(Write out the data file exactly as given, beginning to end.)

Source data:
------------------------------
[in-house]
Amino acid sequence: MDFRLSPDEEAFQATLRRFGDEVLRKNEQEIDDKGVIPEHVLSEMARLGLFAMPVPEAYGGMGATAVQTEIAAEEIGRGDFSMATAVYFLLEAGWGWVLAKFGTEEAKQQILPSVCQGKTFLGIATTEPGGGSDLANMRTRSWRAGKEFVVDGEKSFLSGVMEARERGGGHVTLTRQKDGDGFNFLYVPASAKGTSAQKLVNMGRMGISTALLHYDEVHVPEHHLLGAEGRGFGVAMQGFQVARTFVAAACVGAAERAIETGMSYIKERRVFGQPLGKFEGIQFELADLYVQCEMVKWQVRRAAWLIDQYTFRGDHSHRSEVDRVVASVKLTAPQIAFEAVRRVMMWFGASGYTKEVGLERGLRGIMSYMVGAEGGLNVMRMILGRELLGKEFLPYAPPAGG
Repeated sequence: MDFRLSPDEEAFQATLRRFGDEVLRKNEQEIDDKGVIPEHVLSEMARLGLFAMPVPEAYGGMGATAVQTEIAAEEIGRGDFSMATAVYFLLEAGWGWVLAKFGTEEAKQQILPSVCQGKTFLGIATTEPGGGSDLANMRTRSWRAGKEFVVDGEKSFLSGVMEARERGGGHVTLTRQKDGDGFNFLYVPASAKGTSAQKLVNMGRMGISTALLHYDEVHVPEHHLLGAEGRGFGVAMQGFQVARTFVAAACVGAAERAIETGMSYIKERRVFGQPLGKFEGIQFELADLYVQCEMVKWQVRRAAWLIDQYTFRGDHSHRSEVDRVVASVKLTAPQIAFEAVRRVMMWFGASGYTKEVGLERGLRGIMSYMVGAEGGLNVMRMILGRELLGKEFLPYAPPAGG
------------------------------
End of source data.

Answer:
[in-house]
Amino acid sequence: MDFRLSPDEEAFQATLRRFGDEVLRKNEQEIDDKGVIPEHVLSEMARLGLFAMPVPEAYGGMGATAVQTEIAAEEIGRGDFSMATAVYFLLEAGWGWVLAKFGTEEAKQQILPSVCQGKTFLGIATTEPGGGSDLANMRTRSWRAGKEFVVDGEKSFLSGVMEARERGGGHVTLTRQKDGDGFNFLYVPASAKGTSAQKLVNMGRMGISTALLHYDEVHVPEHHLLGAEGRGFGVAMQGFQVARTFVAAACVGAAERAIETGMSYIKERRVFGQPLGKFEGIQFELADLYVQCEMVKWQVRRAAWLIDQYTFRGDHSHRSEVDRVVASVKLTAPQIAFEAVRRVMMWFGASGYTKEVGLERGLRGIMSYMVGAEGGLNVMRMILGRELLGKEFLPYAPPAGG
Repeated sequence: MDFRLSPDEEAFQATLRRFGDEVLRKNEQEIDDKGVIPEHVLSEMARLGLFAMPVPEAYGGMGATAVQTEIAAEEIGRGDFSMATAVYFLLEAGWGWVLAKFGTEEAKQQILPSVCQGKTFLGIATTEPGGGSDLANMRTRSWRAGKEFVVDGEKSFLSGVMEARERGGGHVTLTRQKDGDGFNFLYVPASAKGTSAQKLVNMGRMGISTALLHYDEVHVPEHHLLGAEGRGFGVAMQGFQVARTFVAAACVGAAERAIETGMSYIKERRVFGQPLGKFEGIQFELADLYVQCEMVKWQVRRAAWLIDQYTFRGDHSHRSEVDRVVASVKLTAPQIAFEAVRRVMMWFGASGYTKEVGLERGLRGIMSYMVGAEGGLNVMRMILGRELLGKEFLPYAPPAGG